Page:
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The Flow of Serenity in Our Being & Becoming

Disclaimer: This exercise is a mindfulness practice, including components or techniques associated with grounding, breath, body scan, progressive muscle relaxation, and guided imagery. Please be informed that if you have an underlying health condition (i.e., asthma, or physical injury) that may be impaired by practicing this exercise, please consult with a physician for authorization prior to participating in this exercise.

Mindfulness is an intentional, focused, and experiential practice. It involves nonjudgmental awareness and acceptance of our emerging thoughts, feelings, and somatic experiences in real-time, as is, in the present moment. Mindfulness may serve to heighten our awareness of our inner truths in our being and becoming in the present moment, suspending our preoccupation with the past and/or the future. Mindfulness may serve to support our physical and mental health.

It may reduce stress and anxiety, induce relaxation, and enhance our sleep quality, energy, motivation, attention/concentration, memory and our emotional regulation. Mindfulness may be a peaceful and revitalizing activity to engage in at the start or end of our day, or even both for that matter.

By designating a relatively brief time in our day to engage in mindfulness, we commit and permit ourselves to slow down from the business and distraction of our daily existence and to experience self-connection and a sense of centeredness.

This particular mindfulness exercise incorporates a combination of activities:

1) The 4-7-8 breathing technique, a form of pranayama, is a practice of breath regulation to influence relaxation. It involves taking slow deep breaths through the nose (for a count of 4 seconds) - influencing the rise in the abdomen - holding breath for 7 seconds and exhaling through the mouth (for 8 seconds) - influencing the fall of the abdomen.

2) Body scan. This involves systematically scanning for sensations experienced in numerous parts or muscle groups in our body.

3) Progressive muscle relaxation. This involves systematically tensing and releasing/relaxing different muscle groups in our body, one muscle group at a time, to release stress/tension and induce relaxation.

4) Guided imagery. This involves creating a relaxing mental image in our mind.

5) Grounding. This involves noting multiple sensory experiences, one at a time, such as auditory (hearing), visual (seeing), tactile (touch), olfactory (smell), and gustatory (taste) experiences.

Preparation for this activity:

1) Wear loose and/or comfortable clothing.

2) Use a particular space in your home that may offer a sense of safety, comfort, and aloneness/privacy as well as a non-distracting rich sensory environment - i.e., whereby you may be exposed to sounds (i.e., indoor or outdoor calming sounds), sights (i.e., plants, relaxing items), diverse tangible items, relaxing scents (i.e., frankincense, lavender) and tastes (i.e., savory, sweet, sour).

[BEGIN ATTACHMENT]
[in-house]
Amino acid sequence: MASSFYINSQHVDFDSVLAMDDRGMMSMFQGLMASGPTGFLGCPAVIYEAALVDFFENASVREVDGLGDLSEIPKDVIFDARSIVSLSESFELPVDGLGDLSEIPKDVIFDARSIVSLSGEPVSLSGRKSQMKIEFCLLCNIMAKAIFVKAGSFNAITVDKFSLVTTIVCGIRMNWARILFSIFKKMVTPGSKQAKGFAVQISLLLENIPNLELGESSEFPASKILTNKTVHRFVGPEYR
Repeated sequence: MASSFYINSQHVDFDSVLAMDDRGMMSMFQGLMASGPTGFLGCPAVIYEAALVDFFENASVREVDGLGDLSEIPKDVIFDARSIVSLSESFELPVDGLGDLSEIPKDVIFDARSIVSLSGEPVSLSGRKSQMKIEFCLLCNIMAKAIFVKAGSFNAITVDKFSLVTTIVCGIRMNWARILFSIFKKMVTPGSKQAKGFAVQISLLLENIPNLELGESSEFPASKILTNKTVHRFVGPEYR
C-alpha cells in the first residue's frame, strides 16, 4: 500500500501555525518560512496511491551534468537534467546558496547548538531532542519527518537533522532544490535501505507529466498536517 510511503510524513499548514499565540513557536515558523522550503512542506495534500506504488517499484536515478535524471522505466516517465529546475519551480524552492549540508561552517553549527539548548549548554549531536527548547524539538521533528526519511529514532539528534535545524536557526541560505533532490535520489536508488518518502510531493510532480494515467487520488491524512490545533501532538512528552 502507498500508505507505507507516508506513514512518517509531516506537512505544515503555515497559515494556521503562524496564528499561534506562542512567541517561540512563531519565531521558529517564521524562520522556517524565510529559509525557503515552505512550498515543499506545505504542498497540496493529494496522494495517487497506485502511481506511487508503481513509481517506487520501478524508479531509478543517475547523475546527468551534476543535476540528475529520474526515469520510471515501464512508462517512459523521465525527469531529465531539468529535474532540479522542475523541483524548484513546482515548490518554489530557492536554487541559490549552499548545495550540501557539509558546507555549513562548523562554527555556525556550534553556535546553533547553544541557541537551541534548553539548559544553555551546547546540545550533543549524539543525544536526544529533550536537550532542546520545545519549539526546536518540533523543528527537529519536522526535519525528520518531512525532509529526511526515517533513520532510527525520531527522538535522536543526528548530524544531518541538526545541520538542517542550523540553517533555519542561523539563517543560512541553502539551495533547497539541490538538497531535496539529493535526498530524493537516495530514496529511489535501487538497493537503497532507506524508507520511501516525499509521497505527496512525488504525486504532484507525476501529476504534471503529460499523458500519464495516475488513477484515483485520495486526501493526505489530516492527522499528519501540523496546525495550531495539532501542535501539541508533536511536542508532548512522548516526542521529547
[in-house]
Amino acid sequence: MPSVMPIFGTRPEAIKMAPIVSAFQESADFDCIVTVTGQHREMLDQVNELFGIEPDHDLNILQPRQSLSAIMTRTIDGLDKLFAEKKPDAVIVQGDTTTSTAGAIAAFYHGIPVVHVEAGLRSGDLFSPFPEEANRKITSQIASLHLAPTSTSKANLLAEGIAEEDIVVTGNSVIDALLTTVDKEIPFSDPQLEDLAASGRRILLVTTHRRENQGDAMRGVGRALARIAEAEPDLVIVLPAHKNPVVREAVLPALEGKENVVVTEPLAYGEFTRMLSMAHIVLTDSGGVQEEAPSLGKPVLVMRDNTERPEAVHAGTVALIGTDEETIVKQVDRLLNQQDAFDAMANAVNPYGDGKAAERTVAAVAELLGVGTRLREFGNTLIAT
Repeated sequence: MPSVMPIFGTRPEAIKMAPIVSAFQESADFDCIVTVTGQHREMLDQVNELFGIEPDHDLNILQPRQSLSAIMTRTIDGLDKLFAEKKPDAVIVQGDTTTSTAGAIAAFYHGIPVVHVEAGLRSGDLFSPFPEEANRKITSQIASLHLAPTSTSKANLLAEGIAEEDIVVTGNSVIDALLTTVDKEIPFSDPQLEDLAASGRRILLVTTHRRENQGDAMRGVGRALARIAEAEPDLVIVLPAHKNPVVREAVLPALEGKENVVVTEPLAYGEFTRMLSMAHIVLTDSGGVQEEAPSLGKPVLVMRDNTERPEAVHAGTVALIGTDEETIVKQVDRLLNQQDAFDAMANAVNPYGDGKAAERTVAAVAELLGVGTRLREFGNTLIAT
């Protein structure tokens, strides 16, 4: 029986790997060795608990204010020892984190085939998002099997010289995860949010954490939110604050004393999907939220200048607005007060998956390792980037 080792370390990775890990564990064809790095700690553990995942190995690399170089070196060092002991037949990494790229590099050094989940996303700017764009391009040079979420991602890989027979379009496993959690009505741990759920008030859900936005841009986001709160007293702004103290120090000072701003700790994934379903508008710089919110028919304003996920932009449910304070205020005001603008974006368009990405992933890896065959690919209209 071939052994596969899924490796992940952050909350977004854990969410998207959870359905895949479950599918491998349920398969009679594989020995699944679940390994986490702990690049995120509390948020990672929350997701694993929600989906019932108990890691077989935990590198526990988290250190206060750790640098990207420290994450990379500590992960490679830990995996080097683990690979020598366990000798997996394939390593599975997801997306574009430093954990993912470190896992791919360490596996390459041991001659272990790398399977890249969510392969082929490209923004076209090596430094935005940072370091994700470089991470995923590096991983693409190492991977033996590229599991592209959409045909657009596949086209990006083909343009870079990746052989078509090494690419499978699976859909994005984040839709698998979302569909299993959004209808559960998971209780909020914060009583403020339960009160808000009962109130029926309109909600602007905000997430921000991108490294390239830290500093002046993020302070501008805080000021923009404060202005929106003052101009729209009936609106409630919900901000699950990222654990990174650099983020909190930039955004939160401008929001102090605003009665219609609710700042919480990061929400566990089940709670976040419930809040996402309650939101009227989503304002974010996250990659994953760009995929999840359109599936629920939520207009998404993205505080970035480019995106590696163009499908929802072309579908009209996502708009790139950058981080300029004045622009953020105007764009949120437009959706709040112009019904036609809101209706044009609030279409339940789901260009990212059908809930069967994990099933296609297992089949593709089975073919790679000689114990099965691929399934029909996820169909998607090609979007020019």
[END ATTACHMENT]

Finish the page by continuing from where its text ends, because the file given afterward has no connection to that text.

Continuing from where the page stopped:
3) Consider and choose a color that you experience as soothing and healing (i.e., blue, green, purple) and a color that you perceive as representing stress (i.e., red, grey).

Scents and colors influence us psychologically, emotionally, and physically, and, as such, choose a scent that influences calm for you, select a color that influences calm for you, and pick a color that you associate with stress, as these will be used in the guided imagery component.

1. Lie down on a comfortable surface (i.e., on a mat on the ground, a bed/mattress) or sit with your back straight yet relaxed in a comfortable chair, either way with arms relaxed on your sides and palms resting beside you or on your lap (if choosing sitting position) and facing upward and feet on the ground (if choosing sitting position). You may choose to close your eyes or to keep them open.

2. Become aware of the contact of your body with the item - flat surface, chair - progressively surrendering the weight of your body to be supported by the flat surface or chair.

3. Notice sensory experiences - what you see (if eyes open), hear, smell, touch (body contact) - one sensory focus at a time - and eventually shift attention or awareness from external experiencing to here and now internal experiencing, your breathing, allowing sensory experiences to fade in the background.

4. Breathing: Focusing on your breath, inhale breath deeply (count of 4), feeling the sensation of the air entering your nose and descending and filling your lungs/abdomen making your abdomen rise/expand, hold your breath for 7 seconds (noting the inner experience), and exhale breath (count of 8 seconds), noting the sensation of the air leaving your lungs/abdomen (and abdomen contracting) and mouth. Practice 4 cycles. If thoughts enter your mind and/or feelings arise, simply note/observe them, accept them without judgment, and, without attaching to them, gently free them, bringing your focus back to your breath.